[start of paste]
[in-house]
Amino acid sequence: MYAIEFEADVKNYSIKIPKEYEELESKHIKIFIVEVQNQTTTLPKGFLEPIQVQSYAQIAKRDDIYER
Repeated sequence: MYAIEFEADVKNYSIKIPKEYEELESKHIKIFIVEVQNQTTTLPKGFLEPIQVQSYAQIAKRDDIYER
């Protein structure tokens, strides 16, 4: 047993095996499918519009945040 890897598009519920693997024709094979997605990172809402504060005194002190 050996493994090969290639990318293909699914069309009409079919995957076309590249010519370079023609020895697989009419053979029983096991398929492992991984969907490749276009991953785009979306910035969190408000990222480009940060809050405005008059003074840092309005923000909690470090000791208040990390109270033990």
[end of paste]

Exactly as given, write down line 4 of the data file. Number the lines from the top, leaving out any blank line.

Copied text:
């Protein structure tokens, strides 16, 4: 047993095996499918519009945040 890897598009519920693997024709094979997605990172809402504060005194002190 050996493994090969290639990318293909699914069309009409079919995957076309590249010519370079023609020895697989009419053979029983096991398929492992991984969907490749276009991953785009979306910035969190408000990222480009940060809050405005008059003074840092309005923000909690470090000791208040990390109270033990």